It is not that the league needs to protect the players, as so many media outlets cry, it is that they need to protect themselves. What would happen to the league if the worst happened? A player died on the ice. Or worse than that, a player killed another player? Of course, I am not saying that deciding on this suspension will have any impact on whether that worst of worst situation would ever come to pass. But it would set precedent, and show that the league is actively trying to reduce the incedence of extreme violence in the game. If the league has a policy of suspending, for a long period of time, those who commit acts of extreme violence, then when that happens the league doesnt need to sit behind closed doors and decide if what happened was bad or not. It would diffuse the talk in the media about what the league is doing about violence in the NHL.
    Two years.
    Chris Simon should not be allowed into an NHL arena for two years.
    If he does it again after that, he should be banned for life.
    This is how you stamp out extreme violence.
    We'll deal with hits to the head in another blog post.

    Thursday, March 01, 2007

    The Rich and the Rest of Us

    It is all in the title folks. It is a recent report from the Canadian Center for Policy Alternatives... it paints a stark picture. Because it wants to paint a stark picture, not necessarily because reality is stark. The title plays on envy. It paints the 'Us' as outside the classification of rich. Because even the rich are envious of those richer than themselves.
    Check out an article about it in the KW Record.

    Things I noticed after reading the report:
    1. Focused totally on families. A direct quote from the report is
    "Almost half of Canadians (46.3%) live in households that are raising children under the age of 18.1 They represent a big chunk of Canadian society."
    Big chunk? If you want us to take your report seriously, talk about all Canadians, not just a big chunk of them. And the bad thing is, the family only caveat isnt part of the headlines. They know this. It just gets reported as 'Rich vs Poor'. The Record article actually points this out and says
    "Jim Davies, economics professor at the University of Western Ontario, said he finds the study's results puzzling since the income gap has narrowed in the last decade when you look at all Canadian households, not just families."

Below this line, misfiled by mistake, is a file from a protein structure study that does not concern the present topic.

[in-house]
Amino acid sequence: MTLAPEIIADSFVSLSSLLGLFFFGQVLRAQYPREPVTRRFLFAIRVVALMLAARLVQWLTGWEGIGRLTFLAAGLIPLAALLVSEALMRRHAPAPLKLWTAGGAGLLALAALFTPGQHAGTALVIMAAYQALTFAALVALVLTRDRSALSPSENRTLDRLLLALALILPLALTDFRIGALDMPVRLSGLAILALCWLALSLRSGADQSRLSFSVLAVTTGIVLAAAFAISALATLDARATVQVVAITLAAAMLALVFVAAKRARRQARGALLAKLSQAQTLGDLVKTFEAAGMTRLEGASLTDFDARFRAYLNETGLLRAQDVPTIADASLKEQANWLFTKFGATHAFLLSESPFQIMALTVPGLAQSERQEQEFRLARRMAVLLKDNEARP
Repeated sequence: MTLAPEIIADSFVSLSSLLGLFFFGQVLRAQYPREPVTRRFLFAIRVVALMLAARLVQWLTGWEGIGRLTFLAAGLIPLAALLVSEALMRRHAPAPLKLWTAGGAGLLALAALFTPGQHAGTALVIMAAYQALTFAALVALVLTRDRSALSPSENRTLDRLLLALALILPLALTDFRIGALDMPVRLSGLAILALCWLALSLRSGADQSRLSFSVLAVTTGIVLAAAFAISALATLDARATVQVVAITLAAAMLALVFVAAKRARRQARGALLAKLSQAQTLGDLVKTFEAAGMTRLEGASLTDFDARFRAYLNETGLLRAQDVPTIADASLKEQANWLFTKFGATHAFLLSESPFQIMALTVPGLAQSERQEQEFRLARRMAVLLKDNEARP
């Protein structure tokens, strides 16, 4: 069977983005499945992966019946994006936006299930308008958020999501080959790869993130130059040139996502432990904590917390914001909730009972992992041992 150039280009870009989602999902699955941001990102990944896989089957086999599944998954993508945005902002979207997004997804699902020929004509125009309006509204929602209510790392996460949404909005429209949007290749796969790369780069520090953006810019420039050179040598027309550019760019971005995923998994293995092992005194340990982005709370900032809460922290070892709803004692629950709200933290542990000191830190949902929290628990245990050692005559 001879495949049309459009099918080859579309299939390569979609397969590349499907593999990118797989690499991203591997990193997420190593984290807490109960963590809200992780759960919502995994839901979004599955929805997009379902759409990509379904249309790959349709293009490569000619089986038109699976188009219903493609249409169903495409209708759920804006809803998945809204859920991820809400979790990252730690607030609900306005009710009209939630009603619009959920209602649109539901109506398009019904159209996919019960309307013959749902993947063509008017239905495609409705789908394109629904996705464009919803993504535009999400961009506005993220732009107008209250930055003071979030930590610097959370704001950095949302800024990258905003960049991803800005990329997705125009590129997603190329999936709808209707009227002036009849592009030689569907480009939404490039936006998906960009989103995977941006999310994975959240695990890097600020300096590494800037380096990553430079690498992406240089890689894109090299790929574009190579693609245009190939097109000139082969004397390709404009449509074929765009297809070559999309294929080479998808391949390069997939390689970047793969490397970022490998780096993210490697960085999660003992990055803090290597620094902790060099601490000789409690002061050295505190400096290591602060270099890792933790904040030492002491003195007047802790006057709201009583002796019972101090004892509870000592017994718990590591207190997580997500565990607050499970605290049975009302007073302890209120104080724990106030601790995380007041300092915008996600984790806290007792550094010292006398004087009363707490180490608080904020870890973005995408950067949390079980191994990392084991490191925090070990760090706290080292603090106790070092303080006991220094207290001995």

2. The next thing to skew the results: only considering family income, not individual income. How many of the top 10% income earning families (that is, the rich) are two income households. Yeah, thought so. While this does nothing to help the bottom 10%, it does hit the middle class where families are more likely to have the choice to earn two incomes or not. And while they may be able to earn 20-30k more (and jump into the next decile) paying for daycare would mean very little extra money for them. They could make more, but their standard of living is exactly the same.

    3. Data was custom compiled by Statistics Canada. nuff said.

    4. Quote from the report:
    Families with children under 18 have consistently displayed the most stable and least unequal distribution of incomes over time among all Canadian households.
    Does that wash with Jim Davies' quote? What about other factors such as the changing household? More single parent families. More dual income families. These factors push both ends of the scale further apart.

    5. Looking at the graphs in the report, the income bars are linear up to (but not including) the 10th decile. This suggests to me a fairly even distribution of income over the population save for the very rich. By discussing just the gap between rich and poor, and that it is widening, we start to expect a double hump type distribution, but that doesn't seem to be happening.

    6. At the bottom end, (which is what we ought to be ultimately concerned with, right?) by discussing income, we see that more often than not, the bottom decile has an income of zero. (must be median not average, I guess... or maybe rounded.) The income change over the 76-04 time line is a stark -80%. But the after tax, after social assistance etc. number is +8%. Seems they are better off now than before. Hunh. Not what the headlines lead you to believe eh?

    Lastly, I'll bring it back to the title. Playing on the envy of the rich. Or for the rich, playing on the envy of the super rich. People who are making more than me ought to do something to help the poor. A telling part of the record article is this quote from a woman who's family makes just over the average salary, which is in the 6th decile:
    "I see the rich are getting richer," she said. "But we're not getting to where we're supposed to be."
    Envy and greed my friends. We can't all be better than average.